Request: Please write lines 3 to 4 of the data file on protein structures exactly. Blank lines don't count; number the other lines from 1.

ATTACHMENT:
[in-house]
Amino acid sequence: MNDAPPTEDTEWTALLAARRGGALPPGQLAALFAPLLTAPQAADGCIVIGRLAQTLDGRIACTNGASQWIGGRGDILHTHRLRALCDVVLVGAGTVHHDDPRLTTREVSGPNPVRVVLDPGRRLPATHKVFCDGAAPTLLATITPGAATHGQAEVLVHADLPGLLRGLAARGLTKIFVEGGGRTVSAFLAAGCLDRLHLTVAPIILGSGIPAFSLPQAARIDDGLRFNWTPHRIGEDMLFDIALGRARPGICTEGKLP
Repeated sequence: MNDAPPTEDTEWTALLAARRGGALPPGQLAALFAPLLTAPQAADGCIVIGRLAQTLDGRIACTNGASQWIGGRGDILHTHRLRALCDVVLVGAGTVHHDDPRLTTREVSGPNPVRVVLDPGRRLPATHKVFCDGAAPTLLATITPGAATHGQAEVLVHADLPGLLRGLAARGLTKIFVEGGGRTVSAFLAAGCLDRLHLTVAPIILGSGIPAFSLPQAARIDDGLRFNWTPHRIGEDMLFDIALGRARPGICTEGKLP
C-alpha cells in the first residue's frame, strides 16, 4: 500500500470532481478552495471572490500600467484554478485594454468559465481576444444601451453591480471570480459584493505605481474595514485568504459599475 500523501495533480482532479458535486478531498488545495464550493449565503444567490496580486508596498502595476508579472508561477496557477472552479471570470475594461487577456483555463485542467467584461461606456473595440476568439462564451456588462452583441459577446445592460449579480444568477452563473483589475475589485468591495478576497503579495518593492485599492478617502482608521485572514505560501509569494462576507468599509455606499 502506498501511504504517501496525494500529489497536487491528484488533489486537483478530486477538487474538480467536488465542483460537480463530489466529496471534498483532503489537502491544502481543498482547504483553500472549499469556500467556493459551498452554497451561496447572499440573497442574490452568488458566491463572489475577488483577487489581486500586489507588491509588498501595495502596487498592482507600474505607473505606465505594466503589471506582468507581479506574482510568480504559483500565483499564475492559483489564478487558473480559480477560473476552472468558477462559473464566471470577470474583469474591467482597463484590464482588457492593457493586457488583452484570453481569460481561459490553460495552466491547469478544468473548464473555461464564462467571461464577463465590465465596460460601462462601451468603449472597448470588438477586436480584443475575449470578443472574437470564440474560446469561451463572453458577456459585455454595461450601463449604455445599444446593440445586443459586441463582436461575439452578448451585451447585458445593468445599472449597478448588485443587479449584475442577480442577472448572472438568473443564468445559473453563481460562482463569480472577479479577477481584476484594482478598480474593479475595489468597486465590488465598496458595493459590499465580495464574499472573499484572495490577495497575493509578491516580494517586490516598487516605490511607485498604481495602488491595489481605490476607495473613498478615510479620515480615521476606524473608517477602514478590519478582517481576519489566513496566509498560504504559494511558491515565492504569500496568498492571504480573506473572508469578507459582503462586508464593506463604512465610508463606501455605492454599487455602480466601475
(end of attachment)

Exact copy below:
Repeated sequence: MNDAPPTEDTEWTALLAARRGGALPPGQLAALFAPLLTAPQAADGCIVIGRLAQTLDGRIACTNGASQWIGGRGDILHTHRLRALCDVVLVGAGTVHHDDPRLTTREVSGPNPVRVVLDPGRRLPATHKVFCDGAAPTLLATITPGAATHGQAEVLVHADLPGLLRGLAARGLTKIFVEGGGRTVSAFLAAGCLDRLHLTVAPIILGSGIPAFSLPQAARIDDGLRFNWTPHRIGEDMLFDIALGRARPGICTEGKLP
C-alpha cells in the first residue's frame, strides 16, 4: 500500500470532481478552495471572490500600467484554478485594454468559465481576444444601451453591480471570480459584493505605481474595514485568504459599475 500523501495533480482532479458535486478531498488545495464550493449565503444567490496580486508596498502595476508579472508561477496557477472552479471570470475594461487577456483555463485542467467584461461606456473595440476568439462564451456588462452583441459577446445592460449579480444568477452563473483589475475589485468591495478576497503579495518593492485599492478617502482608521485572514505560501509569494462576507468599509455606499 502506498501511504504517501496525494500529489497536487491528484488533489486537483478530486477538487474538480467536488465542483460537480463530489466529496471534498483532503489537502491544502481543498482547504483553500472549499469556500467556493459551498452554497451561496447572499440573497442574490452568488458566491463572489475577488483577487489581486500586489507588491509588498501595495502596487498592482507600474505607473505606465505594466503589471506582468507581479506574482510568480504559483500565483499564475492559483489564478487558473480559480477560473476552472468558477462559473464566471470577470474583469474591467482597463484590464482588457492593457493586457488583452484570453481569460481561459490553460495552466491547469478544468473548464473555461464564462467571461464577463465590465465596460460601462462601451468603449472597448470588438477586436480584443475575449470578443472574437470564440474560446469561451463572453458577456459585455454595461450601463449604455445599444446593440445586443459586441463582436461575439452578448451585451447585458445593468445599472449597478448588485443587479449584475442577480442577472448572472438568473443564468445559473453563481460562482463569480472577479479577477481584476484594482478598480474593479475595489468597486465590488465598496458595493459590499465580495464574499472573499484572495490577495497575493509578491516580494517586490516598487516605490511607485498604481495602488491595489481605490476607495473613498478615510479620515480615521476606524473608517477602514478590519478582517481576519489566513496566509498560504504559494511558491515565492504569500496568498492571504480573506473572508469578507459582503462586508464593506463604512465610508463606501455605492454599487455602480466601475